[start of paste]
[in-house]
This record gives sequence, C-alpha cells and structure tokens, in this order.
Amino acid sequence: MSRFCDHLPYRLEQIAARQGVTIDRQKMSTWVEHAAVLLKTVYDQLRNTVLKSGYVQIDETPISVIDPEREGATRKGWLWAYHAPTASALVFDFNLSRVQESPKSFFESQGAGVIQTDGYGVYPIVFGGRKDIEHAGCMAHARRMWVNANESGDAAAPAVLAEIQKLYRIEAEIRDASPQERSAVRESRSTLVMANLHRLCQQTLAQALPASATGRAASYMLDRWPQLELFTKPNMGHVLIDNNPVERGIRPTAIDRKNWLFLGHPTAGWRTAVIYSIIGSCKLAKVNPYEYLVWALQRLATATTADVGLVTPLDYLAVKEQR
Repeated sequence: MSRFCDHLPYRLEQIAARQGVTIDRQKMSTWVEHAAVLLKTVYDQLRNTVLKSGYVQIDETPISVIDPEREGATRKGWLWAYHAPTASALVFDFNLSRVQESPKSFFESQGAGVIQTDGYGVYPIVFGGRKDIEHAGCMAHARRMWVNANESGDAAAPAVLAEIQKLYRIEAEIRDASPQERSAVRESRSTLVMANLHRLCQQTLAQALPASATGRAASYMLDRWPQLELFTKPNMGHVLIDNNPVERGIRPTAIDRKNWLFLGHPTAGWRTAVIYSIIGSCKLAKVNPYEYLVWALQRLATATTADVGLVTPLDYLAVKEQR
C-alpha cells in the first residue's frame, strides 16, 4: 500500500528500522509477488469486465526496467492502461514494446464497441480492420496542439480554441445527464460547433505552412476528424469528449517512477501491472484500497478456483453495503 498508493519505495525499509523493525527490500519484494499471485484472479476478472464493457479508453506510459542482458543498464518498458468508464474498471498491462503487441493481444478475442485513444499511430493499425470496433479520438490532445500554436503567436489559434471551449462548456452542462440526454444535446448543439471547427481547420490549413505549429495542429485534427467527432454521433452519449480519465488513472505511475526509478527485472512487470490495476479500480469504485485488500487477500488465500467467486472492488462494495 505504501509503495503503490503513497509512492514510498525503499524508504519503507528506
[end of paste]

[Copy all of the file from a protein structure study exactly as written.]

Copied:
[in-house]
This record gives sequence, C-alpha cells and structure tokens, in this order.
Amino acid sequence: MSRFCDHLPYRLEQIAARQGVTIDRQKMSTWVEHAAVLLKTVYDQLRNTVLKSGYVQIDETPISVIDPEREGATRKGWLWAYHAPTASALVFDFNLSRVQESPKSFFESQGAGVIQTDGYGVYPIVFGGRKDIEHAGCMAHARRMWVNANESGDAAAPAVLAEIQKLYRIEAEIRDASPQERSAVRESRSTLVMANLHRLCQQTLAQALPASATGRAASYMLDRWPQLELFTKPNMGHVLIDNNPVERGIRPTAIDRKNWLFLGHPTAGWRTAVIYSIIGSCKLAKVNPYEYLVWALQRLATATTADVGLVTPLDYLAVKEQR
Repeated sequence: MSRFCDHLPYRLEQIAARQGVTIDRQKMSTWVEHAAVLLKTVYDQLRNTVLKSGYVQIDETPISVIDPEREGATRKGWLWAYHAPTASALVFDFNLSRVQESPKSFFESQGAGVIQTDGYGVYPIVFGGRKDIEHAGCMAHARRMWVNANESGDAAAPAVLAEIQKLYRIEAEIRDASPQERSAVRESRSTLVMANLHRLCQQTLAQALPASATGRAASYMLDRWPQLELFTKPNMGHVLIDNNPVERGIRPTAIDRKNWLFLGHPTAGWRTAVIYSIIGSCKLAKVNPYEYLVWALQRLATATTADVGLVTPLDYLAVKEQR
C-alpha cells in the first residue's frame, strides 16, 4: 500500500528500522509477488469486465526496467492502461514494446464497441480492420496542439480554441445527464460547433505552412476528424469528449517512477501491472484500497478456483453495503 498508493519505495525499509523493525527490500519484494499471485484472479476478472464493457479508453506510459542482458543498464518498458468508464474498471498491462503487441493481444478475442485513444499511430493499425470496433479520438490532445500554436503567436489559434471551449462548456452542462440526454444535446448543439471547427481547420490549413505549429495542429485534427467527432454521433452519449480519465488513472505511475526509478527485472512487470490495476479500480469504485485488500487477500488465500467467486472492488462494495 505504501509503495503503490503513497509512492514510498525503499524508504519503507528506